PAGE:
BALING: Batin Razali Kulim, 40, looked wistfully into the horizon. He is worried about the future of his people.
Drugs and alcohol are rampant in his orang asli village and many youths have become victims to the menace.
Batin Razali is the head of the Kensiu orang asli tribe which is located at the orang asli reservation of Lubuk Lenggong in Baling, Kedah.
“The Kensiu tribe currently consists of 87 families and 345 people altogether. Our village is surrounded by other Malay villages and our people have integrated well with the community.
“Our children go to normal schools and our youths find work in the estates and in nearby small towns. Some still go to the jungle and get herbs, woods and animals and sell them to nearby businesses,” he said.
Batin Razali is aware of the importance for the Kensiu to embrace modernity. However, a negative side effect of modernity is the influx of drugs and cheap alcohol into the community.
“I think the influx of cheap alcohol and drugs started to enter our village in the early 90s from the surrounding areas and towns. Many of the youths started getting hooked through curiosity and influenced by their friends.
“Thankfully the police and Jabatan Kebajikan Orang Asli (Jakoa) were quick to act and made many raids, yet the problem still exists until today and that makes me worry for my people,” he said.
Batin Razali believes in looking for another approach to deal with the drugs and alcohol abuse aside from the welcomed raids against the criminal elements providing the drugs and cheap alcohol.
“There have been many raids by the authorities yet the problems still persists. After the raids, the suppliers will disappear. But once things are quiet, these people appear again,” he said.
“Recently, an NGO, Sahabat Jariah Malaysia (SJM) collaborated with the Deputy Prime Minister's Office to hold a meeting to discuss and come out with a plan to help the Kensiu to fight the drug and alcohol problem.
“Advisor to the Deputy Prime Minister, Dr Mohd Salmi Mohd Suhud also came to the village to look at the problem first hand and to seek a permanent solution to the problem,” he said.
The big result of the meeting was to choose a more psychological approach to solve the problem.
“That meeting was an eye opener for me. It shows the government is serious about helping us.
“They said the tribe needs to have a change of mindset. The solution is to change the mindset of the Kensiu people so we can say no to drugs and alcohol. If there is no demand for drugs and alcohol, we can help stop the supply,” he said.
The psychological approach is to win the hearts and minds of the Kensiu people.
This is where Hospital Sultanah Bahiyah’s Head of Psychiatry Department Dr Omar Ali comes into the picture.
Dr Omar said drug and alcohol abuse is a common threat in indigenous communities worldwide.
“Native Americans, the Australian aborigines and many other native communities around the world have an alcohol abuse and drug abuse problems.
“One of the best ways to deal with the native communities is through winning their hearts and minds.
“We need to build trust, once they trust us, they will listen and open up. Then we can help. Merely lecturing them will not work,” he said.
According to Dr Omar, the Kensiu tribe is not yet in critical stage but alcohol abuse amongst pregnant Kensiu natives is worrying.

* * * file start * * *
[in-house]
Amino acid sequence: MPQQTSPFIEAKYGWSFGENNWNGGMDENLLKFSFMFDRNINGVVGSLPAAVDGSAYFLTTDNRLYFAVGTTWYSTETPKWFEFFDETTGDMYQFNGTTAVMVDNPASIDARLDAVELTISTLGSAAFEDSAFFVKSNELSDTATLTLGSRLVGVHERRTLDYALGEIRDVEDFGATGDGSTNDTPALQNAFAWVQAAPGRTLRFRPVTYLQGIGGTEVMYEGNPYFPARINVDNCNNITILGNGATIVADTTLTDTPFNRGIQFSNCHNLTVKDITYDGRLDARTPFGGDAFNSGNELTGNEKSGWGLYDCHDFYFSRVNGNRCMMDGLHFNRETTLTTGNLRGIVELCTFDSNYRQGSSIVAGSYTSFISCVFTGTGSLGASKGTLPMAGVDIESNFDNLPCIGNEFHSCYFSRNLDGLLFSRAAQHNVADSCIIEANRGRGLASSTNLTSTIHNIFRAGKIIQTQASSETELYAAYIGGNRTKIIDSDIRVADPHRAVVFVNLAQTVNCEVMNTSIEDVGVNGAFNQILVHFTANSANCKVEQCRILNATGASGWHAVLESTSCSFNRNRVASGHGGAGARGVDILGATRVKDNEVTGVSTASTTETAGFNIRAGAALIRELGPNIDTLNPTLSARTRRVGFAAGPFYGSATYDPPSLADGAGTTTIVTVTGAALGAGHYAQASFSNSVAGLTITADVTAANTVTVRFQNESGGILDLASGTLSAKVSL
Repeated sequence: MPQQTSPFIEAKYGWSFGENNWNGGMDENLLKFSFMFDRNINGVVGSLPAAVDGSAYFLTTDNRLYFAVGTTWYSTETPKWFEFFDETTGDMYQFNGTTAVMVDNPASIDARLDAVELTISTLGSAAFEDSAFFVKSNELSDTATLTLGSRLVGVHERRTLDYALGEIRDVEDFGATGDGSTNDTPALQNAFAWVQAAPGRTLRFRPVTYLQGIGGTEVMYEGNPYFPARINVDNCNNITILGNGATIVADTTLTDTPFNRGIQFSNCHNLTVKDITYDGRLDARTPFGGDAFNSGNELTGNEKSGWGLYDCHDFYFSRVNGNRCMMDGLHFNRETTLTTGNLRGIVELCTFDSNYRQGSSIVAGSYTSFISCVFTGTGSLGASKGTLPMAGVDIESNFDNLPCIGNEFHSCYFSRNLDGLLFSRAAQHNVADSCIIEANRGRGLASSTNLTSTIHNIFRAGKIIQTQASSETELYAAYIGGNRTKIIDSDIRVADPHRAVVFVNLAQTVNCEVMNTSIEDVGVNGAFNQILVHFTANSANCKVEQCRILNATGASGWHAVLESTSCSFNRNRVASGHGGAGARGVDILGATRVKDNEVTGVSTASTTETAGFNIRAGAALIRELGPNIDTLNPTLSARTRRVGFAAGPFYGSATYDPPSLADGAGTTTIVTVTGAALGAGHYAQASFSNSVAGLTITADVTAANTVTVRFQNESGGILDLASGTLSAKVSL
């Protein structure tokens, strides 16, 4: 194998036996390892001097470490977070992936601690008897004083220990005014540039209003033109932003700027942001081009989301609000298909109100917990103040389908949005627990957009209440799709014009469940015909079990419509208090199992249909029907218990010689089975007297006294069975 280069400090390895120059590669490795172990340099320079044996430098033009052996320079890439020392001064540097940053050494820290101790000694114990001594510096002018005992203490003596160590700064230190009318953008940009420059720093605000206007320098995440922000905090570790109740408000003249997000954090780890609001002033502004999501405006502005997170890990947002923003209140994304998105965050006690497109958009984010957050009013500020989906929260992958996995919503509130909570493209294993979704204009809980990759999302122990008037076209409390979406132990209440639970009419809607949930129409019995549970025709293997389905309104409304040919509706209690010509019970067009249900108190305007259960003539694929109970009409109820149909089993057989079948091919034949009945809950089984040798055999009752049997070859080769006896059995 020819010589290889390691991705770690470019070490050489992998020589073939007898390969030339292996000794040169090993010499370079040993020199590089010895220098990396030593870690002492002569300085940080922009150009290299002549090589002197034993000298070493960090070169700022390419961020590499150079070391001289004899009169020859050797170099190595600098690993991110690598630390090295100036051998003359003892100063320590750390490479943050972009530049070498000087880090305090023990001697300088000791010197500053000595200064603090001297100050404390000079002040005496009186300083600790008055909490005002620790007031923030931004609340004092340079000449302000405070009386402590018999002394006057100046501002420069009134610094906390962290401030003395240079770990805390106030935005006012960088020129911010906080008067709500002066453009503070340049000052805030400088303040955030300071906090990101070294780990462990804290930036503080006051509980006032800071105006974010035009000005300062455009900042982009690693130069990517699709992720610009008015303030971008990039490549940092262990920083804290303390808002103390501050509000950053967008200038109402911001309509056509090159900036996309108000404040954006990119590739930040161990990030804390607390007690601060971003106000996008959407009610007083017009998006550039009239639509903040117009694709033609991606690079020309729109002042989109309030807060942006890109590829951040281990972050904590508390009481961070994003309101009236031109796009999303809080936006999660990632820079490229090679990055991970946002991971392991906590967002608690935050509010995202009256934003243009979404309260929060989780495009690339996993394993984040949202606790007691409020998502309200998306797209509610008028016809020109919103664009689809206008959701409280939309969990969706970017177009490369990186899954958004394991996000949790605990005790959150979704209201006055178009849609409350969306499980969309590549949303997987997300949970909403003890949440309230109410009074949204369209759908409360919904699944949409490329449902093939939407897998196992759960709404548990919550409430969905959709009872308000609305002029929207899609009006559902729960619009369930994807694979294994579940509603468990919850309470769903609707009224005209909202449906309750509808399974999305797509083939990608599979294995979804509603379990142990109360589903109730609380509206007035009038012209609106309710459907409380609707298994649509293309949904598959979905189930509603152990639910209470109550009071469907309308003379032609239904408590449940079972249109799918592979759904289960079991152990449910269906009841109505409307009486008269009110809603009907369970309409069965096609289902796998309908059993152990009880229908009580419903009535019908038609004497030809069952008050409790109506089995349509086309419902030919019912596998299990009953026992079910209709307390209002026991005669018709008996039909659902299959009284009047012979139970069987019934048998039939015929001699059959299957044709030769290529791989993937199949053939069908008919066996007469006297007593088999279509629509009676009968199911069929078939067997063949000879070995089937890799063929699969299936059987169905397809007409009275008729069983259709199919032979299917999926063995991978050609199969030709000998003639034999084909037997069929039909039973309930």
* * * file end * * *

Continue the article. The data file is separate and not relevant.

“Drinking alcohol during pregnancy can cause miscarriage, stillbirth, and a range of lifelong physical, behavioral, and intellectual disabilities. These disabilities are known as fetal alcohol spectrum disorders (FASDs).
“The type of alcohol consumed by the Kensiu is the cheap self made variety which has a high percentage of alcohol content. If it is brewed with methanol then the effect is much more severe.
“We take this as a priority because it involves the future generation of the indigenous tribe. The Tok Batin also sees this as a worrying trend in the community,” he said.
He said while it is good that the authorities conduct regular raids but it is more important if the community abstains on their own free will.
“The supplies are appearing because there is a demand for them. But what if the natives themselves are informed enough and have their own stand to say no.
“Our approach is to engage the community on a regular basis. The goal is to build trust. This will take time. You won't get the result overnight,” he said.
On the drug problems here, Dr Omar said sniffing glue was the main problem.
“Glue sniffing is on the rise for the simple reason that it is cheap for them to obtain.
“Meth addiction is not rampant because it is expensive. Regardless of the type, the dangers of glue sniffing should not be taken lightly.
“Sniffing glue can be life-threatening. Even if the result isn’t fatal, the risks associated with glue sniffing includes brain damage and severe breathing problems,” he explained.
Dr Omar said his team from Hospital Sultanah Bahiyah as well as Hospital Sungai Petani are organising regular engagements every month.
“This is a soft approach. Personal engagement with them will be more effective.
“This is a small group of people and they are shy and timid in nature. To come in with an army will not be conducive.
“We need to win their hearts and minds. The Kensiu tribe is one of the oldest native tribes in the country. We want to show them that we care and we want them to grow and be a successful community. We will spare no expense in helping them,” he said.
With dedicated and concerned individuals like Dr Omar and Batin Razali, the Kensiu tribe has a high chance of breaking the drug and alcohol abuse curse on their community.
Batin Razali hopes that his people will change for their future and be an effective contributor to the growth of the country.
“The Kensiu has survived this far, let's fight these abuses because I want my grandchildren to continue to prosper and share the country’s wealth and development,” he said.